Well-crafted stories and expert culinary insights

Apr 2011

Drinking Right on Game Night

It’s pretty easy to get wrapped up in all the great food options that surround an ideal game night scenario: mini serving dishes, favorite game-friendly ingredients (endive leaves, cocktail bread, mini tart shells), fun little picks and skewers to use, finger-food menu plans and such. But at some point you and your guests are going to get a bit thirsty! What’s a game night host to do?

A pitcher of Orange Negronis ready to go......

In my opinion the thing you shouldn’tdo is try to be the master mixologist on game night. There are plenty of occasions on which you can show your cocktail-crafting finesse, shaking up a perfect Manhattan for one guest and a kaffir lime gimlet for the next. Game night, however, isn’t the night for such showmanship. One of the credos of a successful game night is that once play is under way, food and drink really shouldn’t distract from the fun. You hopping over to the kitchen to shake up a few more cocktails and putting the game in “pause” mode only cools the fun that’s been building since you sat down. Instead you’ll amaze and delight your friends with the simple act of filling their glasses in a matter of moments, poured from a chilled pitcher in the fridge.

Yes, pitcher.

Just like the food you serve while playing dominoes or Cranium, the drinks you serve should be game-friendly as well. And game-friendly can be most succinctly defined as “not distracting from the game at hand.” Distraction can come in many forms. Having to put down your poker cards to pick up a knife and fork to cut a piece of meat. The host leaving the table for 10 minutes to dish up some food or cook something à la minute. Or to make a new round of cocktails.

So instead of the shaken-to-order beverages that are de rigeur for cocktail fans most nights of the week, think instead about those great films from decades gone by when stirring up a pitcherful of spirits was in vogue. The Thin Man, of course, with the gallons of martinis they drank each film. Or Auntie Mame in which the dapper young 10-year-old Patrick has been well taught in the art of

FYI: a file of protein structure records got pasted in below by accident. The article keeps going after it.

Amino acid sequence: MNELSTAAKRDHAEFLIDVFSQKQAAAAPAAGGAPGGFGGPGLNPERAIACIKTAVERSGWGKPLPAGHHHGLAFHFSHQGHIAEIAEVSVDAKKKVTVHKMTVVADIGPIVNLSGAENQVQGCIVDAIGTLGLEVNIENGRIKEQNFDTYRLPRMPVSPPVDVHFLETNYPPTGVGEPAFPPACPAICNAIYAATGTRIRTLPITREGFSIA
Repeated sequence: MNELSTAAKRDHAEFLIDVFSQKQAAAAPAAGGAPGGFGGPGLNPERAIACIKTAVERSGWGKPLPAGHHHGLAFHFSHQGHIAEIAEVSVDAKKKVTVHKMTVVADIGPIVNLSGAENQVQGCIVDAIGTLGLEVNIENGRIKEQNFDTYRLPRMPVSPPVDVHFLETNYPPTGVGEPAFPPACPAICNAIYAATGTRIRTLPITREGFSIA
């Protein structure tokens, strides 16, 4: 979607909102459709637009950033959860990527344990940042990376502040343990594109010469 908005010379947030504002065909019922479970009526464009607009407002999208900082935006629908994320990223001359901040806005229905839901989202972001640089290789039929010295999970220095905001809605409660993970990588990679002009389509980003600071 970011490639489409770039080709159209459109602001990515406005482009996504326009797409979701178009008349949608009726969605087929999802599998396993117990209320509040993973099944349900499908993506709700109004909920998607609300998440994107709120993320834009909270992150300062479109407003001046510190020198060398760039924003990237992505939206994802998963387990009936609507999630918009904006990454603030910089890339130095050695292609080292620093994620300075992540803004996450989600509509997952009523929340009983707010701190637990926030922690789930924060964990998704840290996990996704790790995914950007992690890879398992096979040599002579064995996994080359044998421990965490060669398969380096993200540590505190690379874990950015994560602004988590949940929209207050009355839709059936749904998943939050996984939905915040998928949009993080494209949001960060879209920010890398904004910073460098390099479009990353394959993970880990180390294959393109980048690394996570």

stirring an extra-dry martini “so it doesn’t bruise the gin.”

A refreshing strawberry-ginger Champagne cocktail served in my favorite stemless wine glasses

Okay, so crafting the drink’s been covered. Find yourself a fun, sleek, kinda retro pitcher and you’re good to go. Larger ice-tea-and-lemonade type pitchers can certainly be used — but are best for punches and sangrias and other drinks that will make good use of the volume of a big pitcher. Unless, of course, you’ve got quite a large crowd of cocktail drinkers on hand to consume the couple bottles’ worth of gin or rye it’d take to fill one of those things!

Now on to serving the evening’s libation. There’s generally a lot going on around a game night table. Cards being dealt, dice being tossed, Monopoly money being distributed, dominoes being shuffled. It takes just one bit of extra flourish with one of those gestures and a tall wine glass quickly goes crashing down over the evening’s accoutrements. Stemless glasses to the rescue. And it’s incredibly convenient that stemless glassware’s been hot stuff lately. Even the primo lines of classy wine glasses are now coming no stems attached, such as these elegant ones from Spiegelau or this fun set from Riedel.  And yes, of course, you can serve a Negroni in one of these glasses just as well as you can a splash of Merlot!

I’m also a big fan of using other fun small glasses as multi-purpose vessels for cocktails, wine, beer, or whatever else you’re pouring. Tumblers such as these, or any old-fashioned type glass that’s short and squat and does its job of holding tasty beverages with little risk of spillage. Though, granted, unless you give everybody one of those charming baseball caps with the cups attached and a tube you sip your — well, isn’t it usually beer?? — from, there’s really no guarantee nothings gets spilled. But just hedge your bets, the way you do when you’re holding pocket queens but not sure what the guy to your left has.

Pomegranate-Mint Fizz served in lovely tumblers made by a glass artist friend

So, here’s what it comes down to to drink well on game night:

A) don’t skimp on quality — this is a wonderful dinner partly like any other, you just happen to be playing games in addition to the other great conversation you usually have with friends when sharing an evening together.

B) pull out the pitcher and stir things up in big batches. Yes, you do get to have both quality and quantity.

and C) secure a little insurance against dampening the evening — both literally and figuratively — with spilled drinks by keeping a low profile with the glassware.

And with that, I wish you a wonderful game night full of fun and good spirits! Cheers.